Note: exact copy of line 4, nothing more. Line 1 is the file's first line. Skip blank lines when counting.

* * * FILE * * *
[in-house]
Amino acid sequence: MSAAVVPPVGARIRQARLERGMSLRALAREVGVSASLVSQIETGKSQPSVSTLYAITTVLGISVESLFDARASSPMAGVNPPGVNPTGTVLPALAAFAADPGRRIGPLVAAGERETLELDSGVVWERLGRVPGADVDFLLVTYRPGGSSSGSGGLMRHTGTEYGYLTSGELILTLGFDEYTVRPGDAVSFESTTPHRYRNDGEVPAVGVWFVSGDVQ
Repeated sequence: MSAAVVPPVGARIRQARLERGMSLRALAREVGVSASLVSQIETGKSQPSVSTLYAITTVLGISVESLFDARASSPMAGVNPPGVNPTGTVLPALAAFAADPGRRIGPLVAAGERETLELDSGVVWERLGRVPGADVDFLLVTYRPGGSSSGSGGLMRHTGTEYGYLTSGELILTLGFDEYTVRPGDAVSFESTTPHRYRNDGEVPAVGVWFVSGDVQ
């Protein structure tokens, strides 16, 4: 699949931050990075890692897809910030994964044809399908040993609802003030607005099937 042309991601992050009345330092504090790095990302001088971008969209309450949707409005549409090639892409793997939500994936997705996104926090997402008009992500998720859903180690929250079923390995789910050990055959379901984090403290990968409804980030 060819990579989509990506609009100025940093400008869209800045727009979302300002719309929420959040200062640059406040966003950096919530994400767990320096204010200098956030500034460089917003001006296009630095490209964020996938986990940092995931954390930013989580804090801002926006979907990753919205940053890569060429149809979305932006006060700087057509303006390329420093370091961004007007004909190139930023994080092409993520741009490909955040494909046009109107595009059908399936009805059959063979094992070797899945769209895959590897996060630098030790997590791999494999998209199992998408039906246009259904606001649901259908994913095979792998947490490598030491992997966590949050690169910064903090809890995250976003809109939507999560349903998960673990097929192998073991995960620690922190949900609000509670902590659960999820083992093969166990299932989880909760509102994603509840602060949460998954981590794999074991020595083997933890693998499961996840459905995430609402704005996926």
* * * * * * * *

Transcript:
């Protein structure tokens, strides 16, 4: 699949931050990075890692897809910030994964044809399908040993609802003030607005099937 042309991601992050009345330092504090790095990302001088971008969209309450949707409005549409090639892409793997939500994936997705996104926090997402008009992500998720859903180690929250079923390995789910050990055959379901984090403290990968409804980030 060819990579989509990506609009100025940093400008869209800045727009979302300002719309929420959040200062640059406040966003950096919530994400767990320096204010200098956030500034460089917003001006296009630095490209964020996938986990940092995931954390930013989580804090801002926006979907990753919205940053890569060429149809979305932006006060700087057509303006390329420093370091961004007007004909190139930023994080092409993520741009490909955040494909046009109107595009059908399936009805059959063979094992070797899945769209895959590897996060630098030790997590791999494999998209199992998408039906246009259904606001649901259908994913095979792998947490490598030491992997966590949050690169910064903090809890995250976003809109939507999560349903998960673990097929192998073991995960620690922190949900609000509670902590659960999820083992093969166990299932989880909760509102994603509840602060949460998954981590794999074991020595083997933890693998499961996840459905995430609402704005996926």